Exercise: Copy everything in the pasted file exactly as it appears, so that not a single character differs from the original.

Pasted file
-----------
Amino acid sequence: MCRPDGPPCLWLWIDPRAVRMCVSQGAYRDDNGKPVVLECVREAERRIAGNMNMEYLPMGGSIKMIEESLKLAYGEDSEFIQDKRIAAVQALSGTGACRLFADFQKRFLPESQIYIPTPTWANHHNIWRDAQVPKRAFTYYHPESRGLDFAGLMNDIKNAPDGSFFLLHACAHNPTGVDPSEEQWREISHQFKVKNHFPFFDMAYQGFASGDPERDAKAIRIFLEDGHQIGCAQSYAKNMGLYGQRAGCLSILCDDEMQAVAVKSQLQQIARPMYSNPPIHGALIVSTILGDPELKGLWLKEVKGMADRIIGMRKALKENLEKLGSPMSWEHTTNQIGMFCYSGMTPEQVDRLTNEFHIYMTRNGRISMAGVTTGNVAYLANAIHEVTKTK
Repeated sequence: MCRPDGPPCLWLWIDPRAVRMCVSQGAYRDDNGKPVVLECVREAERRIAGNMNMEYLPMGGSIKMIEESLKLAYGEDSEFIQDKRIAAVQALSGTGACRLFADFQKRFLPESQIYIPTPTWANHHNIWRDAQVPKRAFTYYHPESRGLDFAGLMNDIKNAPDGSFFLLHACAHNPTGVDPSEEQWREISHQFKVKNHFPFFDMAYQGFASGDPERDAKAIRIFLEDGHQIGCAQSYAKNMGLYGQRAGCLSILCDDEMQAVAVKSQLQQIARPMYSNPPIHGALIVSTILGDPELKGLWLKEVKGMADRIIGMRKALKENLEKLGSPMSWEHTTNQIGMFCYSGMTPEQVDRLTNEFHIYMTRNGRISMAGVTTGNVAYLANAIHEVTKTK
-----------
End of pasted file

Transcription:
Amino acid sequence: MCRPDGPPCLWLWIDPRAVRMCVSQGAYRDDNGKPVVLECVREAERRIAGNMNMEYLPMGGSIKMIEESLKLAYGEDSEFIQDKRIAAVQALSGTGACRLFADFQKRFLPESQIYIPTPTWANHHNIWRDAQVPKRAFTYYHPESRGLDFAGLMNDIKNAPDGSFFLLHACAHNPTGVDPSEEQWREISHQFKVKNHFPFFDMAYQGFASGDPERDAKAIRIFLEDGHQIGCAQSYAKNMGLYGQRAGCLSILCDDEMQAVAVKSQLQQIARPMYSNPPIHGALIVSTILGDPELKGLWLKEVKGMADRIIGMRKALKENLEKLGSPMSWEHTTNQIGMFCYSGMTPEQVDRLTNEFHIYMTRNGRISMAGVTTGNVAYLANAIHEVTKTK
Repeated sequence: MCRPDGPPCLWLWIDPRAVRMCVSQGAYRDDNGKPVVLECVREAERRIAGNMNMEYLPMGGSIKMIEESLKLAYGEDSEFIQDKRIAAVQALSGTGACRLFADFQKRFLPESQIYIPTPTWANHHNIWRDAQVPKRAFTYYHPESRGLDFAGLMNDIKNAPDGSFFLLHACAHNPTGVDPSEEQWREISHQFKVKNHFPFFDMAYQGFASGDPERDAKAIRIFLEDGHQIGCAQSYAKNMGLYGQRAGCLSILCDDEMQAVAVKSQLQQIARPMYSNPPIHGALIVSTILGDPELKGLWLKEVKGMADRIIGMRKALKENLEKLGSPMSWEHTTNQIGMFCYSGMTPEQVDRLTNEFHIYMTRNGRISMAGVTTGNVAYLANAIHEVTKTK